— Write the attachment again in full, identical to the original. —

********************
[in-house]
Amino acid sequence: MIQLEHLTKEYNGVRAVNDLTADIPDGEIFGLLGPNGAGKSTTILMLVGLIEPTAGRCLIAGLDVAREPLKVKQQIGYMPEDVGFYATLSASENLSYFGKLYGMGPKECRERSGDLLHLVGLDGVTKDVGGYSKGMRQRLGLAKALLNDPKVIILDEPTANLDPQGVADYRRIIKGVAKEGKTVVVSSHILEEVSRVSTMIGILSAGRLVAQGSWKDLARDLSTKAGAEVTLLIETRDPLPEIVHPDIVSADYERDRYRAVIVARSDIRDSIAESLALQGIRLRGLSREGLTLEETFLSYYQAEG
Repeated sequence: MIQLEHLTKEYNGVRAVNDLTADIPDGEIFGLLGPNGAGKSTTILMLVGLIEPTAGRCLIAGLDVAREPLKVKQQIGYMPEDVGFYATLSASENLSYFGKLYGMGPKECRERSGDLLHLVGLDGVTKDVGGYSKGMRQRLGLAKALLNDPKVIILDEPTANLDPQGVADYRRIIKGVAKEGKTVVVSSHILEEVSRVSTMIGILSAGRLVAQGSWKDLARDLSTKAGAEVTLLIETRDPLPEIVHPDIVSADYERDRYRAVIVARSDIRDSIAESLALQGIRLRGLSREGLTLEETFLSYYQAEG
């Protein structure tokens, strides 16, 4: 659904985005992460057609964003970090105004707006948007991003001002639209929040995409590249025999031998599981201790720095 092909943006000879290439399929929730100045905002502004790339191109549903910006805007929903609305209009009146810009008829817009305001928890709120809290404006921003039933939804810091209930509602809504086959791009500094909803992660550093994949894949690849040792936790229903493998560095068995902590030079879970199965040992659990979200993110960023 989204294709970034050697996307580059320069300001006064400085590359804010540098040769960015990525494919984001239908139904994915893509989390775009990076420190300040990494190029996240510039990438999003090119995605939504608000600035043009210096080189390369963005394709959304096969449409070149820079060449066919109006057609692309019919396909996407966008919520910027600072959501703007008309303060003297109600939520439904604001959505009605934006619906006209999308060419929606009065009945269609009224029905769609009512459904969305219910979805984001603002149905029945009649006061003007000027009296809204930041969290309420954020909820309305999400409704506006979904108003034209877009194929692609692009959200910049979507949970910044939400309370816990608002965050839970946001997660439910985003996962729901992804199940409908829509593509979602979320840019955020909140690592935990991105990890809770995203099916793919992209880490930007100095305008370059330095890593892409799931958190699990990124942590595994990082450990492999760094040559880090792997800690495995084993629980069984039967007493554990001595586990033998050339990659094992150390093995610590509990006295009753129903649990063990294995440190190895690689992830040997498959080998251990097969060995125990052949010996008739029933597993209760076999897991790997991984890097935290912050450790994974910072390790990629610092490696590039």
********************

[in-house]
Amino acid sequence: MIQLEHLTKEYNGVRAVNDLTADIPDGEIFGLLGPNGAGKSTTILMLVGLIEPTAGRCLIAGLDVAREPLKVKQQIGYMPEDVGFYATLSASENLSYFGKLYGMGPKECRERSGDLLHLVGLDGVTKDVGGYSKGMRQRLGLAKALLNDPKVIILDEPTANLDPQGVADYRRIIKGVAKEGKTVVVSSHILEEVSRVSTMIGILSAGRLVAQGSWKDLARDLSTKAGAEVTLLIETRDPLPEIVHPDIVSADYERDRYRAVIVARSDIRDSIAESLALQGIRLRGLSREGLTLEETFLSYYQAEG
Repeated sequence: MIQLEHLTKEYNGVRAVNDLTADIPDGEIFGLLGPNGAGKSTTILMLVGLIEPTAGRCLIAGLDVAREPLKVKQQIGYMPEDVGFYATLSASENLSYFGKLYGMGPKECRERSGDLLHLVGLDGVTKDVGGYSKGMRQRLGLAKALLNDPKVIILDEPTANLDPQGVADYRRIIKGVAKEGKTVVVSSHILEEVSRVSTMIGILSAGRLVAQGSWKDLARDLSTKAGAEVTLLIETRDPLPEIVHPDIVSADYERDRYRAVIVARSDIRDSIAESLALQGIRLRGLSREGLTLEETFLSYYQAEG
């Protein structure tokens, strides 16, 4: 659904985005992460057609964003970090105004707006948007991003001002639209929040995409590249025999031998599981201790720095 092909943006000879290439399929929730100045905002502004790339191109549903910006805007929903609305209009009146810009008829817009305001928890709120809290404006921003039933939804810091209930509602809504086959791009500094909803992660550093994949894949690849040792936790229903493998560095068995902590030079879970199965040992659990979200993110960023 989204294709970034050697996307580059320069300001006064400085590359804010540098040769960015990525494919984001239908139904994915893509989390775009990076420190300040990494190029996240510039990438999003090119995605939504608000600035043009210096080189390369963005394709959304096969449409070149820079060449066919109006057609692309019919396909996407966008919520910027600072959501703007008309303060003297109600939520439904604001959505009605934006619906006209999308060419929606009065009945269609009224029905769609009512459904969305219910979805984001603002149905029945009649006061003007000027009296809204930041969290309420954020909820309305999400409704506006979904108003034209877009194929692609692009959200910049979507949970910044939400309370816990608002965050839970946001997660439910985003996962729901992804199940409908829509593509979602979320840019955020909140690592935990991105990890809770995203099916793919992209880490930007100095305008370059330095890593892409799931958190699990990124942590595994990082450990492999760094040559880090792997800690495995084993629980069984039967007493554990001595586990033998050339990659094992150390093995610590509990006295009753129903649990063990294995440190190895690689992830040997498959080998251990097969060995125990052949010996008739029933597993209760076999897991790997991984890097935290912050450790994974910072390790990629610092490696590039």